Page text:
The People Who Could Not Kill
A conscience can be a terrible thing, especially if it works.
That was the kind Grimes had. So I wasn't too surprised when he told me he had decided to stay on Paradise IV when we had completed our survey and were ready to lift off.
Not that anyone, except himself, blamed him for killing the native. As the ship's Security Officer, it was his job to protect the crew. How could he have known that the primitive humanoids were culturally incapable of hostile actions? What he had taken for a violent attack was just their traditional welcoming ceremony.
The simple-hearted natives quickly forgot the incident and entertained us with their carefree hospitality, which happily included sharing their women. Only Grimes refrained from the festivities, brooding guiltily alone in his cabin. Finally he told me of his decision. He hoped to pay for his offense by spending the rest of his life serving the natives in any way he could.
I hated to lose him, and of course I could have ordered him to stay aboard. But I owed him too many favors and, besides, he was due for retirement soon. I did try to talk him out of it, pointing out that he would be hopelessly isolated from his own kind out there on the edge of the galaxy, where even our Exploration Corps ships rarely called.
But Grimes was determined, and I suspected ulterior motive for his plan. Throughout his long career as a space soldier he had lived under the constant threat of violent danger, which had often and unexpectedly become reality. Now he was tired of fighting and he had found the kind of gentle, peaceful society that we all dream of at least once during our turbulent lives. I couldn't blame him -- in fact I envied him -- for wanting to stay.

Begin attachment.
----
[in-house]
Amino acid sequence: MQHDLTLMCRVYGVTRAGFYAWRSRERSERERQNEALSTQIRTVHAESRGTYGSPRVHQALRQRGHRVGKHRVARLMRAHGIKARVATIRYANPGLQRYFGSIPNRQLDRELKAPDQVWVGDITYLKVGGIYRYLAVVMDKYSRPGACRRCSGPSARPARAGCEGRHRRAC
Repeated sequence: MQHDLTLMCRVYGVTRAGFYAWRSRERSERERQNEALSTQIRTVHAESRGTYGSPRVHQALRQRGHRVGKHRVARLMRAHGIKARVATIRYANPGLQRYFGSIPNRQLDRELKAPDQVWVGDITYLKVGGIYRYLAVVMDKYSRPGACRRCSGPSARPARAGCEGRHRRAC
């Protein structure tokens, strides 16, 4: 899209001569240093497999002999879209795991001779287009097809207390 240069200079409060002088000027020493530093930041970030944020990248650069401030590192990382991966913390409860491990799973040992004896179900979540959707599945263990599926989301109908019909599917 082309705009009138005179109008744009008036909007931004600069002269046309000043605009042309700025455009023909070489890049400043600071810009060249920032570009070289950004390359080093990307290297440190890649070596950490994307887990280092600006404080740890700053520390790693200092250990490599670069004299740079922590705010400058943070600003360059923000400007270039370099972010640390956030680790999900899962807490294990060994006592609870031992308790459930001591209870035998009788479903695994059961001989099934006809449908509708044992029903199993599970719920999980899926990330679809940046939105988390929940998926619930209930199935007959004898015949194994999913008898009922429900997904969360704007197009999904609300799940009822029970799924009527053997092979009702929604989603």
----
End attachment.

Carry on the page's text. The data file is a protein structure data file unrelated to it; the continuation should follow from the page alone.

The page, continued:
So I gave him his discharge and wished him luck. The last I saw of him -- on one of my view screens as we lifted -- he was waving farewell with a lovely native girl on his arm and a look of deep contentment in his weary eyes.
I thought about Grimes often in the following years, wondering how he had made out in his adopted homeland. But nearly a half-century passed before duty again took me to Paradise IV. He had been dead for many years by then, but several elderly natives revered his memory and told me of his great works.
The tribal leaders had quickly found a job suitable to Grimes' special talents. I was shocked by their choice, but on reflection I saw the inescapable logic of it. After all, what position could he have been offered by a people strongly conditioned against homicide but still plagued by the hatreds, jealousies, frustrations and other violence-breeding emotions common to all intelligent beings -- except that of Executioner?
And of course his conscience wouldn't let him refuse the duty. They say he hardly had an idle moment all during his stay on Paradise IV.